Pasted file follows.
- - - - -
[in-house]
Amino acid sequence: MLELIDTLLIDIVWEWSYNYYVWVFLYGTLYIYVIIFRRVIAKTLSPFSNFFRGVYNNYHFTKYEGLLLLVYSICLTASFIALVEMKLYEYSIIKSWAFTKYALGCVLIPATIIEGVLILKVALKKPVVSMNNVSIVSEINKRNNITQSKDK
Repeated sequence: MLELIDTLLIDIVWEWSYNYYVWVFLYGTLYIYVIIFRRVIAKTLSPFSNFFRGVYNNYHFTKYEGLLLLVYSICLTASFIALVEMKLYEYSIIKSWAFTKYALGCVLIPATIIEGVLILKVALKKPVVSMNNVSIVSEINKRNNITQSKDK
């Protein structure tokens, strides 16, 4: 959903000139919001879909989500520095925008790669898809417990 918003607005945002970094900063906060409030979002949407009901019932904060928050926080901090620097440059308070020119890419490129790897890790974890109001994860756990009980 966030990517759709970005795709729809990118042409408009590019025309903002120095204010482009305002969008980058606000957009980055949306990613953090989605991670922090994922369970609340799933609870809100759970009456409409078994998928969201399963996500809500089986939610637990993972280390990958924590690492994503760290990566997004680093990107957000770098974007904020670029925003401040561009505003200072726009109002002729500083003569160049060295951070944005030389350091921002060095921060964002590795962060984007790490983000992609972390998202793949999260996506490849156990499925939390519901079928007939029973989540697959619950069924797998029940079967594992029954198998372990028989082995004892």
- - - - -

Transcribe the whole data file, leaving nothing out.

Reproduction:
[in-house]
Amino acid sequence: MLELIDTLLIDIVWEWSYNYYVWVFLYGTLYIYVIIFRRVIAKTLSPFSNFFRGVYNNYHFTKYEGLLLLVYSICLTASFIALVEMKLYEYSIIKSWAFTKYALGCVLIPATIIEGVLILKVALKKPVVSMNNVSIVSEINKRNNITQSKDK
Repeated sequence: MLELIDTLLIDIVWEWSYNYYVWVFLYGTLYIYVIIFRRVIAKTLSPFSNFFRGVYNNYHFTKYEGLLLLVYSICLTASFIALVEMKLYEYSIIKSWAFTKYALGCVLIPATIIEGVLILKVALKKPVVSMNNVSIVSEINKRNNITQSKDK
């Protein structure tokens, strides 16, 4: 959903000139919001879909989500520095925008790669898809417990 918003607005945002970094900063906060409030979002949407009901019932904060928050926080901090620097440059308070020119890419490129790897890790974890109001994860756990009980 966030990517759709970005795709729809990118042409408009590019025309903002120095204010482009305002969008980058606000957009980055949306990613953090989605991670922090994922369970609340799933609870809100759970009456409409078994998928969201399963996500809500089986939610637990993972280390990958924590690492994503760290990566997004680093990107957000770098974007904020670029925003401040561009505003200072726009109002002729500083003569160049060295951070944005030389350091921002060095921060964002590795962060984007790490983000992609972390998202793949999260996506490849156990499925939390519901079928007939029973989540697959619950069924797998029940079967594992029954198998372990028989082995004892």